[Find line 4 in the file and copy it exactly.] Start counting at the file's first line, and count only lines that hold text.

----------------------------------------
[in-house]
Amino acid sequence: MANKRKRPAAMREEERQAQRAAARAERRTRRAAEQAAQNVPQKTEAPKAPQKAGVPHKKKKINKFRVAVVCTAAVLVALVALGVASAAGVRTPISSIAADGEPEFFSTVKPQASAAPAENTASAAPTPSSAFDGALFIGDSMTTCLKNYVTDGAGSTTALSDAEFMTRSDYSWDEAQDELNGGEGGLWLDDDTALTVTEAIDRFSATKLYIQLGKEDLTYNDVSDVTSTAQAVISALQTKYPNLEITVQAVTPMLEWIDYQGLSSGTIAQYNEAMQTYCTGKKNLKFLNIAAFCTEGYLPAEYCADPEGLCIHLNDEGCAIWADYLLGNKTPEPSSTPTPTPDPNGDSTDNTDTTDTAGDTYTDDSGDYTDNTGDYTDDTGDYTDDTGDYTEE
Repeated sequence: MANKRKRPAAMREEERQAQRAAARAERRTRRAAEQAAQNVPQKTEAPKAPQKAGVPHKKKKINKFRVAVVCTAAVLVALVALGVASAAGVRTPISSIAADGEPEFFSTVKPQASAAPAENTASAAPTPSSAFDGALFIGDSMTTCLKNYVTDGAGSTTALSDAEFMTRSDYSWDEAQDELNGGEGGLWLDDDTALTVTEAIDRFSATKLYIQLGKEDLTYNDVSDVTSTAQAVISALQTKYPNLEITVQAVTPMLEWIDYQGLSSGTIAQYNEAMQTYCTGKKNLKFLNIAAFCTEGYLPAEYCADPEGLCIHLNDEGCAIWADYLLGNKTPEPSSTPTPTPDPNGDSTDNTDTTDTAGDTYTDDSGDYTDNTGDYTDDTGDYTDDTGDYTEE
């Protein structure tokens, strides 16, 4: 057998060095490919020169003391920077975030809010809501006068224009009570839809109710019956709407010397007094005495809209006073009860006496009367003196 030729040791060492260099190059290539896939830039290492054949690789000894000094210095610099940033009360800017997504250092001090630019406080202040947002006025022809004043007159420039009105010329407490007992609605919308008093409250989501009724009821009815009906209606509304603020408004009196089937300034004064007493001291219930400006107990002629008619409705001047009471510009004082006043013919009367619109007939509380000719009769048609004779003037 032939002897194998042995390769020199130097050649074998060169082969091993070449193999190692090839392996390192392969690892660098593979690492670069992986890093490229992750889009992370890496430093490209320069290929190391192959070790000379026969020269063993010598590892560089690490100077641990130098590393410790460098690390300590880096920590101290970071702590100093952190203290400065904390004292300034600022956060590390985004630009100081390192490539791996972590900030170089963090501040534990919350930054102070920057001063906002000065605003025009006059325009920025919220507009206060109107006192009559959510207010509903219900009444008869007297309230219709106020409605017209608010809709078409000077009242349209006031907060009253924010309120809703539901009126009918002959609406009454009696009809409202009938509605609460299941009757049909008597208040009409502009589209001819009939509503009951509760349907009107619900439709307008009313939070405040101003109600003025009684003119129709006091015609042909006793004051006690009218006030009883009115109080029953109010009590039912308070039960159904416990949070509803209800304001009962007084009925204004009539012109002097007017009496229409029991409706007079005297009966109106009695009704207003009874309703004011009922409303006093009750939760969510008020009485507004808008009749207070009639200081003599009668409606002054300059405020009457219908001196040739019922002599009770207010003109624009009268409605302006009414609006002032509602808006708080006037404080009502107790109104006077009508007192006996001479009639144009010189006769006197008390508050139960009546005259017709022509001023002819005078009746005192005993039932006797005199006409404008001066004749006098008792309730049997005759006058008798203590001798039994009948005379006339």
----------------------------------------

């Protein structure tokens, strides 16, 4: 057998060095490919020169003391920077975030809010809501006068224009009570839809109710019956709407010397007094005495809209006073009860006496009367003196 030729040791060492260099190059290539896939830039290492054949690789000894000094210095610099940033009360800017997504250092001090630019406080202040947002006025022809004043007159420039009105010329407490007992609605919308008093409250989501009724009821009815009906209606509304603020408004009196089937300034004064007493001291219930400006107990002629008619409705001047009471510009004082006043013919009367619109007939509380000719009769048609004779003037 032939002897194998042995390769020199130097050649074998060169082969091993070449193999190692090839392996390192392969690892660098593979690492670069992986890093490229992750889009992370890496430093490209320069290929190391192959070790000379026969020269063993010598590892560089690490100077641990130098590393410790460098690390300590880096920590101290970071702590100093952190203290400065904390004292300034600022956060590390985004630009100081390192490539791996972590900030170089963090501040534990919350930054102070920057001063906002000065605003025009006059325009920025919220507009206060109107006192009559959510207010509903219900009444008869007297309230219709106020409605017209608010809709078409000077009242349209006031907060009253924010309120809703539901009126009918002959609406009454009696009809409202009938509605609460299941009757049909008597208040009409502009589209001819009939509503009951509760349907009107619900439709307008009313939070405040101003109600003025009684003119129709006091015609042909006793004051006690009218006030009883009115109080029953109010009590039912308070039960159904416990949070509803209800304001009962007084009925204004009539012109002097007017009496229409029991409706007079005297009966109106009695009704207003009874309703004011009922409303006093009750939760969510008020009485507004808008009749207070009639200081003599009668409606002054300059405020009457219908001196040739019922002599009770207010003109624009009268409605302006009414609006002032509602808006708080006037404080009502107790109104006077009508007192006996001479009639144009010189006769006197008390508050139960009546005259017709022509001023002819005078009746005192005993039932006797005199006409404008001066004749006098008792309730049997005759006058008798203590001798039994009948005379006339």